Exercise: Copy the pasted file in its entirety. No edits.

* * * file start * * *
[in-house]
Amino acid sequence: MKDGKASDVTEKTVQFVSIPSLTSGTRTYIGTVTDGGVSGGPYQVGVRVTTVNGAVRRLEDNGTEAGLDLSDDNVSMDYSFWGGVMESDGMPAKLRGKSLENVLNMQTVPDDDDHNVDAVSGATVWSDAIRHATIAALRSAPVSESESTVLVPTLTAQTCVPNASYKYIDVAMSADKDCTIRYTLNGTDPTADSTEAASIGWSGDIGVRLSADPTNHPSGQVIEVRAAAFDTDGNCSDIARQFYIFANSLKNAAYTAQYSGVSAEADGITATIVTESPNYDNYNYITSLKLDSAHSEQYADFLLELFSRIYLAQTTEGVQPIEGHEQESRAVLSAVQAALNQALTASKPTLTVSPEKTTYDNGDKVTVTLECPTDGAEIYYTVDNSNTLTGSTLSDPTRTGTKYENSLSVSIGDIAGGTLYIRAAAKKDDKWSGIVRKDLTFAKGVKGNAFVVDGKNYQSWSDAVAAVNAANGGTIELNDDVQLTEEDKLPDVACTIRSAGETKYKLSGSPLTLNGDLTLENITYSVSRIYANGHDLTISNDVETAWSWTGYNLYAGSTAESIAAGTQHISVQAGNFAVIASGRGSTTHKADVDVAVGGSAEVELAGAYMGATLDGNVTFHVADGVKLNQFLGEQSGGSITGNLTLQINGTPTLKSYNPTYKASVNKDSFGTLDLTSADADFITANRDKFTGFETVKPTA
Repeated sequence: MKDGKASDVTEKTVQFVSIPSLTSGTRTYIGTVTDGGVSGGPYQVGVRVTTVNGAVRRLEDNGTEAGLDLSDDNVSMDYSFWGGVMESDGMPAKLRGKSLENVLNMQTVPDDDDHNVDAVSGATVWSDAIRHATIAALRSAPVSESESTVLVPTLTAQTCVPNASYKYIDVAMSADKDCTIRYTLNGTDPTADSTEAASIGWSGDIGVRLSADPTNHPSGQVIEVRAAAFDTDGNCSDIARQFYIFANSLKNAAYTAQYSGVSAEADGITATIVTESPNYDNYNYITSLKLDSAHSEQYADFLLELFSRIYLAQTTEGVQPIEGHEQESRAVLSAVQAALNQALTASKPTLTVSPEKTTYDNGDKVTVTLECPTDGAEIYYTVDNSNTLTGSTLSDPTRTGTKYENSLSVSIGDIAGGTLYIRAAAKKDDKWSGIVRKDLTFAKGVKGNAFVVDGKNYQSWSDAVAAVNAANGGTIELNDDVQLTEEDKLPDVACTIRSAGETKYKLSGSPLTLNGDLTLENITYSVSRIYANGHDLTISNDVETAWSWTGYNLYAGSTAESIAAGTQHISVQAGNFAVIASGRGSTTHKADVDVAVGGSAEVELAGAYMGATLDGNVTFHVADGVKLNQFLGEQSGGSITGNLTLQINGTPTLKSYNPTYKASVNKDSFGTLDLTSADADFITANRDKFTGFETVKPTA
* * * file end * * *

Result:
[in-house]
Amino acid sequence: MKDGKASDVTEKTVQFVSIPSLTSGTRTYIGTVTDGGVSGGPYQVGVRVTTVNGAVRRLEDNGTEAGLDLSDDNVSMDYSFWGGVMESDGMPAKLRGKSLENVLNMQTVPDDDDHNVDAVSGATVWSDAIRHATIAALRSAPVSESESTVLVPTLTAQTCVPNASYKYIDVAMSADKDCTIRYTLNGTDPTADSTEAASIGWSGDIGVRLSADPTNHPSGQVIEVRAAAFDTDGNCSDIARQFYIFANSLKNAAYTAQYSGVSAEADGITATIVTESPNYDNYNYITSLKLDSAHSEQYADFLLELFSRIYLAQTTEGVQPIEGHEQESRAVLSAVQAALNQALTASKPTLTVSPEKTTYDNGDKVTVTLECPTDGAEIYYTVDNSNTLTGSTLSDPTRTGTKYENSLSVSIGDIAGGTLYIRAAAKKDDKWSGIVRKDLTFAKGVKGNAFVVDGKNYQSWSDAVAAVNAANGGTIELNDDVQLTEEDKLPDVACTIRSAGETKYKLSGSPLTLNGDLTLENITYSVSRIYANGHDLTISNDVETAWSWTGYNLYAGSTAESIAAGTQHISVQAGNFAVIASGRGSTTHKADVDVAVGGSAEVELAGAYMGATLDGNVTFHVADGVKLNQFLGEQSGGSITGNLTLQINGTPTLKSYNPTYKASVNKDSFGTLDLTSADADFITANRDKFTGFETVKPTA
Repeated sequence: MKDGKASDVTEKTVQFVSIPSLTSGTRTYIGTVTDGGVSGGPYQVGVRVTTVNGAVRRLEDNGTEAGLDLSDDNVSMDYSFWGGVMESDGMPAKLRGKSLENVLNMQTVPDDDDHNVDAVSGATVWSDAIRHATIAALRSAPVSESESTVLVPTLTAQTCVPNASYKYIDVAMSADKDCTIRYTLNGTDPTADSTEAASIGWSGDIGVRLSADPTNHPSGQVIEVRAAAFDTDGNCSDIARQFYIFANSLKNAAYTAQYSGVSAEADGITATIVTESPNYDNYNYITSLKLDSAHSEQYADFLLELFSRIYLAQTTEGVQPIEGHEQESRAVLSAVQAALNQALTASKPTLTVSPEKTTYDNGDKVTVTLECPTDGAEIYYTVDNSNTLTGSTLSDPTRTGTKYENSLSVSIGDIAGGTLYIRAAAKKDDKWSGIVRKDLTFAKGVKGNAFVVDGKNYQSWSDAVAAVNAANGGTIELNDDVQLTEEDKLPDVACTIRSAGETKYKLSGSPLTLNGDLTLENITYSVSRIYANGHDLTISNDVETAWSWTGYNLYAGSTAESIAAGTQHISVQAGNFAVIASGRGSTTHKADVDVAVGGSAEVELAGAYMGATLDGNVTFHVADGVKLNQFLGEQSGGSITGNLTLQINGTPTLKSYNPTYKASVNKDSFGTLDLTSADADFITANRDKFTGFETVKPTA